Nazi Germany once set up a suicide squad to salvage the last hope in World War II, but did not change the outcome of the situation.

"I volunteered to join the suicide unit as a guide bomber. I am fully aware that participating in this activity will lead to death," the oath of the applicants posted


Fieseler Fi 103R, a manned version of a Nazi-produced V-1 flying bomb during WWII Photo: RBTH

During the war, more than 70 volunteers signed up to join this suicide squadron.

During World War II, the Japanese empire was famous for its "Than Phong" pilots who drove planes directly into American warships to attack suicide.

The proponent of this idea was Lieutenant Colonel Otto Skorzeny of the SS, called "Europe's most dangerous man" by the Allies for organizing daring raids, with air force officer Heio Herrmann.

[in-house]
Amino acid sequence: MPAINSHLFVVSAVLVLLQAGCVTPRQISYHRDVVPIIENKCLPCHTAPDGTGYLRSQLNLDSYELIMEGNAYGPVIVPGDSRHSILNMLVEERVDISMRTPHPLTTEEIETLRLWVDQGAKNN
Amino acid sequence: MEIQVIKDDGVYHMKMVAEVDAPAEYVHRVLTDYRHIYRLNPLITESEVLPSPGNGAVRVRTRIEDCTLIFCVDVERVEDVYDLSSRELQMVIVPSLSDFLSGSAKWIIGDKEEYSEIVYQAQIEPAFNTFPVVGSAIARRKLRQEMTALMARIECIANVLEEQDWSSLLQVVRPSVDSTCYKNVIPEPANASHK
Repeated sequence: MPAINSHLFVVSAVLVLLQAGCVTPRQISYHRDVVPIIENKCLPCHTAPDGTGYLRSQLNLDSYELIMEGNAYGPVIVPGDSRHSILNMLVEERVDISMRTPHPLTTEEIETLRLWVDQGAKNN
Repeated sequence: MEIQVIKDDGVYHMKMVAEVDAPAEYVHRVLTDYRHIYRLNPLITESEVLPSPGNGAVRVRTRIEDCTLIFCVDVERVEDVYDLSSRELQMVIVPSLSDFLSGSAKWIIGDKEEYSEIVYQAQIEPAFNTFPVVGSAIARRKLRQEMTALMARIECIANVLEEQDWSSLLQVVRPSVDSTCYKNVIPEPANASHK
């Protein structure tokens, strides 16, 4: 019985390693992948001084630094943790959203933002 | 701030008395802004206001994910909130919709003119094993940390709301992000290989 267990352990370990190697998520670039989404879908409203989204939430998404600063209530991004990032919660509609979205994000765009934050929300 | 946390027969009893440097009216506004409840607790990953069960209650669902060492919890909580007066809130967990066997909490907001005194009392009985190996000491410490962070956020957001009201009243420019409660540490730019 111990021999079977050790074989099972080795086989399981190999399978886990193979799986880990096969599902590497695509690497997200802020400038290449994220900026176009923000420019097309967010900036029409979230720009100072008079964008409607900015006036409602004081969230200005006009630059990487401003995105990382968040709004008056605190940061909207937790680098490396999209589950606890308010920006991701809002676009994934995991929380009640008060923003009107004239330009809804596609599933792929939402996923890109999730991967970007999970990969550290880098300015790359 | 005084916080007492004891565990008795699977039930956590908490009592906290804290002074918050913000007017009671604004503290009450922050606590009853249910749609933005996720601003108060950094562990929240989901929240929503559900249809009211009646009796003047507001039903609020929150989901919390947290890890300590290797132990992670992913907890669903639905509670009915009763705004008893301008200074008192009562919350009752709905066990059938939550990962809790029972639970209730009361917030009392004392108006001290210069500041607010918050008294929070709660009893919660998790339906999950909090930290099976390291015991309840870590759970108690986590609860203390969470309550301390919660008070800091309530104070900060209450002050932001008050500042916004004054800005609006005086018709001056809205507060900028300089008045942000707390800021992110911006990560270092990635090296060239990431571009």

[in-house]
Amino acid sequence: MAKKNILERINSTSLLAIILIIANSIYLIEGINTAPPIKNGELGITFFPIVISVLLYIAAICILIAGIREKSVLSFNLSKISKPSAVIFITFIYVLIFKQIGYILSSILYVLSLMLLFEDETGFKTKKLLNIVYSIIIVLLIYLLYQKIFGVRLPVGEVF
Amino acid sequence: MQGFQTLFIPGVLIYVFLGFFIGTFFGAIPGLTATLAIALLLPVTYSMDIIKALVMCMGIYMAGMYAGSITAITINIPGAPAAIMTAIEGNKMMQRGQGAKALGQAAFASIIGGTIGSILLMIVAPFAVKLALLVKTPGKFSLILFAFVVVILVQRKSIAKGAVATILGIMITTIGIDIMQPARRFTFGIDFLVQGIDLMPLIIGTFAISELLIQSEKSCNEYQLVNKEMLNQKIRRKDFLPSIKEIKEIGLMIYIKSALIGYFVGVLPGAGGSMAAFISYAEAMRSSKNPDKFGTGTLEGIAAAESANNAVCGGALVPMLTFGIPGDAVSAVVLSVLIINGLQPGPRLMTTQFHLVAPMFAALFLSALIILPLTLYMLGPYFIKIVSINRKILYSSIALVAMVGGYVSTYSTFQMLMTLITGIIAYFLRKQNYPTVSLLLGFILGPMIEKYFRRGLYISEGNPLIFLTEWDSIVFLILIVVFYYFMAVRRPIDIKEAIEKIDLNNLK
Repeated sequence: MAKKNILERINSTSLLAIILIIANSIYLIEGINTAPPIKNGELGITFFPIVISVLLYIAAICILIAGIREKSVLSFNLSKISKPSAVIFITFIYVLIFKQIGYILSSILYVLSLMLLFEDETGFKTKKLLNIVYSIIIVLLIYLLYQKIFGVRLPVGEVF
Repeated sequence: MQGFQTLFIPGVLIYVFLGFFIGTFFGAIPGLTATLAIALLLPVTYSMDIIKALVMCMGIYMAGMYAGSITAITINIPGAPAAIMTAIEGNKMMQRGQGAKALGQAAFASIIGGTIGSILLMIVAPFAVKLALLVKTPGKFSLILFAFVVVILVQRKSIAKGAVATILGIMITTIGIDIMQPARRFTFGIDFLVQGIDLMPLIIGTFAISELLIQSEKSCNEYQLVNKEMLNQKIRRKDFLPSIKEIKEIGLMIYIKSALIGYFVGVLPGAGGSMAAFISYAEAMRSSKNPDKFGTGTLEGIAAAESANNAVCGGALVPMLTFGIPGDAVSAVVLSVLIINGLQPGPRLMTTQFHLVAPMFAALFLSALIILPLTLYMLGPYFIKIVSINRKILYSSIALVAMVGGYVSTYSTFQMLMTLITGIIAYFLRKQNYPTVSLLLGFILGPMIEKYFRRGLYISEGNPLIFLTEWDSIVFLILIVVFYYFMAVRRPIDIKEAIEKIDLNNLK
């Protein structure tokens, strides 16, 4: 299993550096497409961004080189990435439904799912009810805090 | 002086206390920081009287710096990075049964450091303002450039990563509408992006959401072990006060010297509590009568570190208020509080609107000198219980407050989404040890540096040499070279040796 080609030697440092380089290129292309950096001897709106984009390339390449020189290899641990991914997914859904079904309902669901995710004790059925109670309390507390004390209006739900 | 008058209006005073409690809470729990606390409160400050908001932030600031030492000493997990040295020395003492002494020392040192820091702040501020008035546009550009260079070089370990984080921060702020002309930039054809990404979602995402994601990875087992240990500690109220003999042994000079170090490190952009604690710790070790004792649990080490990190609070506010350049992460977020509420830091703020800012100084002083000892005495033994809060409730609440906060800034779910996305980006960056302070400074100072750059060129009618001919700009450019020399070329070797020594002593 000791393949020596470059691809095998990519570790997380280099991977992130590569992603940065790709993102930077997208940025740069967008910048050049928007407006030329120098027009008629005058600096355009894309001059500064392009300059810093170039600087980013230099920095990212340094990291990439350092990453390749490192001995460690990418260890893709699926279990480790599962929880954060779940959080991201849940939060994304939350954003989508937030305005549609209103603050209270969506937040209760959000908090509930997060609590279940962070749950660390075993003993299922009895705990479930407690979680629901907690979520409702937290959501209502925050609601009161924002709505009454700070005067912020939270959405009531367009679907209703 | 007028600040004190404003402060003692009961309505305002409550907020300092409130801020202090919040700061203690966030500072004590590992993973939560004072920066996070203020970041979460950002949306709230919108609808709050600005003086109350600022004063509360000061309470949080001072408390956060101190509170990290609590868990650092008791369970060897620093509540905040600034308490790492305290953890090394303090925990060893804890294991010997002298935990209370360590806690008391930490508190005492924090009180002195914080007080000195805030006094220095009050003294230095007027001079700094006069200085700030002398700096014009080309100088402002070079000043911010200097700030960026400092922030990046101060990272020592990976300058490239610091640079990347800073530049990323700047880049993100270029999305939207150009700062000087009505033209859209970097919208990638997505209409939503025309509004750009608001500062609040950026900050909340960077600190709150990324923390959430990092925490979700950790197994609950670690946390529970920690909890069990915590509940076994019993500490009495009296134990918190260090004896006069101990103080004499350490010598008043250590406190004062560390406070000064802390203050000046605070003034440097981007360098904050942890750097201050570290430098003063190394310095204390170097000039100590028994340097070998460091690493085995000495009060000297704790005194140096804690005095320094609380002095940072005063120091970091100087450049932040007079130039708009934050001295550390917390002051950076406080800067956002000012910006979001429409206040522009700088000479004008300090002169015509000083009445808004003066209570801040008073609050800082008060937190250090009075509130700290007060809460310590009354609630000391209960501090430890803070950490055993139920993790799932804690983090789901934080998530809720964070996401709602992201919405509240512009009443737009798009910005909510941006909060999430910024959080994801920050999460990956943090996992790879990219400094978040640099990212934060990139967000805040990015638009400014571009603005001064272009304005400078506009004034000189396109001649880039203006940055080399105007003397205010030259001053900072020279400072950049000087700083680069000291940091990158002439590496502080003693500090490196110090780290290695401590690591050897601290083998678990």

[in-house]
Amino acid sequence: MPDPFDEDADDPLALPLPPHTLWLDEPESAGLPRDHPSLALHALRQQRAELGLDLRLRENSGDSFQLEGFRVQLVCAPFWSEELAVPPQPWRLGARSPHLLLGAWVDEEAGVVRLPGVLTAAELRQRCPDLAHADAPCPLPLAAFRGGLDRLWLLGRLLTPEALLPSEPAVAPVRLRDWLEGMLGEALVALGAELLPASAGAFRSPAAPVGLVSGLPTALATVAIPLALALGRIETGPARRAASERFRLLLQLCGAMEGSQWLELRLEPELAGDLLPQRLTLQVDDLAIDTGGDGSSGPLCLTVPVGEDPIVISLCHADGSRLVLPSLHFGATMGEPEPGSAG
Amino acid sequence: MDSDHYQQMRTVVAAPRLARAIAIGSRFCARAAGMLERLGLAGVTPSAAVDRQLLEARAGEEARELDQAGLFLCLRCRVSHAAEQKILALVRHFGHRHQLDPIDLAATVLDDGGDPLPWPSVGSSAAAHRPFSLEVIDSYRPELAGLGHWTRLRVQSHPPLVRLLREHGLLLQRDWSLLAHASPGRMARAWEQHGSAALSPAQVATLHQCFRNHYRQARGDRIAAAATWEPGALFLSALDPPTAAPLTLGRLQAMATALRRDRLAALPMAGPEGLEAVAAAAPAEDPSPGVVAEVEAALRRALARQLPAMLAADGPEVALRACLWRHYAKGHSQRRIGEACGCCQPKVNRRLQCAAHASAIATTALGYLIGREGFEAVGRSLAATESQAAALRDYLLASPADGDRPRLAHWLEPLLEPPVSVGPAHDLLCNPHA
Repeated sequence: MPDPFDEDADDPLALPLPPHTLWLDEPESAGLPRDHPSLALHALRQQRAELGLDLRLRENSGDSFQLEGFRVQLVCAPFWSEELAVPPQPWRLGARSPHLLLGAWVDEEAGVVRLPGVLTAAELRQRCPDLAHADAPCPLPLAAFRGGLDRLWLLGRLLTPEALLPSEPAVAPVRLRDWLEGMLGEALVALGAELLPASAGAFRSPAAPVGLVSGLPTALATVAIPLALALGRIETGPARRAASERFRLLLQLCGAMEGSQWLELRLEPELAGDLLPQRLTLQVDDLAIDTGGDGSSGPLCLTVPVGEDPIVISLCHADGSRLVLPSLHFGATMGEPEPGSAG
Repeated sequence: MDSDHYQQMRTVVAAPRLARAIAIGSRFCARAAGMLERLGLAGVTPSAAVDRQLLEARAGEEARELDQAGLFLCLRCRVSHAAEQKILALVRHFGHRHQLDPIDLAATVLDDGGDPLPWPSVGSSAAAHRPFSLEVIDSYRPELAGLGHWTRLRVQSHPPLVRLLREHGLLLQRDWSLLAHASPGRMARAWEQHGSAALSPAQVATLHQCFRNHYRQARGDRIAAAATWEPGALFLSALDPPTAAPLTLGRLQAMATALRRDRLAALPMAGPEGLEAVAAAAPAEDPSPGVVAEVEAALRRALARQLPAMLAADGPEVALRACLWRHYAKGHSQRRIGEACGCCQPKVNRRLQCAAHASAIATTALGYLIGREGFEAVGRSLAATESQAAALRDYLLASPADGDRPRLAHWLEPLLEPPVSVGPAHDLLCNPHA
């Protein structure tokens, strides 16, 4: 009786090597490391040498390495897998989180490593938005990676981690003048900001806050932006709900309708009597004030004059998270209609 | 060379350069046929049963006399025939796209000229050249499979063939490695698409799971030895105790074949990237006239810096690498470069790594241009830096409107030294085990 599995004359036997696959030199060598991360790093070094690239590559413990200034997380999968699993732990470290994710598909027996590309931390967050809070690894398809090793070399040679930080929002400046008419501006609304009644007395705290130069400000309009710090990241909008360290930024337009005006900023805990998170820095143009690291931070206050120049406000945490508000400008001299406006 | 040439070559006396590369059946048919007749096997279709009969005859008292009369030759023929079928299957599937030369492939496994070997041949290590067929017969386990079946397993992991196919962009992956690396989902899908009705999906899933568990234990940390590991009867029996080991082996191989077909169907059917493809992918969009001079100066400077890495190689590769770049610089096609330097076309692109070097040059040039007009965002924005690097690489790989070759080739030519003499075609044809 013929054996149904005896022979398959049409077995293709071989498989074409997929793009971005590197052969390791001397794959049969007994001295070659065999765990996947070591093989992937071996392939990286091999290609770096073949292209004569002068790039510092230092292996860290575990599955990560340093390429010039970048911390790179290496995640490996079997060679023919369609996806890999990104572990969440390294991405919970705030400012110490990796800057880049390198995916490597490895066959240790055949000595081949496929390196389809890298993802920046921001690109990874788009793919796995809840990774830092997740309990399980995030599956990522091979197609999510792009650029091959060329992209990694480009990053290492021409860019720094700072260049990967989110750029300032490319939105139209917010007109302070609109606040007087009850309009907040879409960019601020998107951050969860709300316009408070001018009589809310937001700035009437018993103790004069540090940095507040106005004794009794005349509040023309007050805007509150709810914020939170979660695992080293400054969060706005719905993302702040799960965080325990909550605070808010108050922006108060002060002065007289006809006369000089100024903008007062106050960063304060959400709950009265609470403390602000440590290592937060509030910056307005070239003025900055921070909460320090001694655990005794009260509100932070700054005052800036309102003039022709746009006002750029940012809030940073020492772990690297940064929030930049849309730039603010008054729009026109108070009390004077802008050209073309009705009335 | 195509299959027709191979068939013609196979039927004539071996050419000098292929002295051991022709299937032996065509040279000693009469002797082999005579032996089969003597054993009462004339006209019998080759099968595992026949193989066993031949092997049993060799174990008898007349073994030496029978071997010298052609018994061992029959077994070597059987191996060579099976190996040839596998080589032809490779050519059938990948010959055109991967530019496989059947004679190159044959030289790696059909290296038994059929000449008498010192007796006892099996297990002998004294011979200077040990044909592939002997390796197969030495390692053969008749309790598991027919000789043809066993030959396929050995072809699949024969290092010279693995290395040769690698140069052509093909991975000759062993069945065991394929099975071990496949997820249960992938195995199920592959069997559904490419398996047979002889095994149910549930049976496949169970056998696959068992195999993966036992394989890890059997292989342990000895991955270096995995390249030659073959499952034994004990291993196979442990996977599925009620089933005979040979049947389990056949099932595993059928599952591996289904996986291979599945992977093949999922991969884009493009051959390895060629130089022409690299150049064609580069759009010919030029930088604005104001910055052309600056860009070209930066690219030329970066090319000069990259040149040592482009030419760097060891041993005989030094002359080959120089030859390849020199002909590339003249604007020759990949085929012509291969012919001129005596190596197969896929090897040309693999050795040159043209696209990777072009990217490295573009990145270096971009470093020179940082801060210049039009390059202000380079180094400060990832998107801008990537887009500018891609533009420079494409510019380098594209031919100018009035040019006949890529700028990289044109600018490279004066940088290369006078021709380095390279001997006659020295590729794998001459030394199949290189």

Squadron 5 is also known as squadron Leonidas, after the king of Sparta, who legend has it that led 6,000 Greek soldiers to fight and die heroically at the Battle of Thermopylae in 480 BC.

The first step to do is to decide the type of aircraft used to destroy enemy equipment and infrastructure.

In addition, not everyone in the German Air Force was as passionate about the project as Reitsch was.

Instead, Baumbach advocated the use of the Mistel integrated bombing system, also known as "Father and Con", which consisted of a light fighter mounted on top of a loaded unmanned Ju-88 bomber.

However, the Mistel system moved quite slowly, easily becoming "prey" for the Allied fighters, deployed cautiously on the Eastern and Western fronts, and was not used.

As the German Air Force command was constantly debating and unable to reach a consensus on the most effective weapon, the Leonidas squadron did not become a formidable fighting force.

The suicide missions consumed all remaining German Air Force aircraft, mainly the Messerschmitt Bf-109 and Focke-Wulf Fw-190 fighters.

The targets of the German suicide pilots were bridges across the Oder River built by the Soviet Red Army.

Despite causing some concern to Red Army units, the Leonidas squadron was incapable of becoming a serious threat.

On April 21, 1945, the Soviet army entered the town of Juterbog in Germany, where the suicide squadron base was located.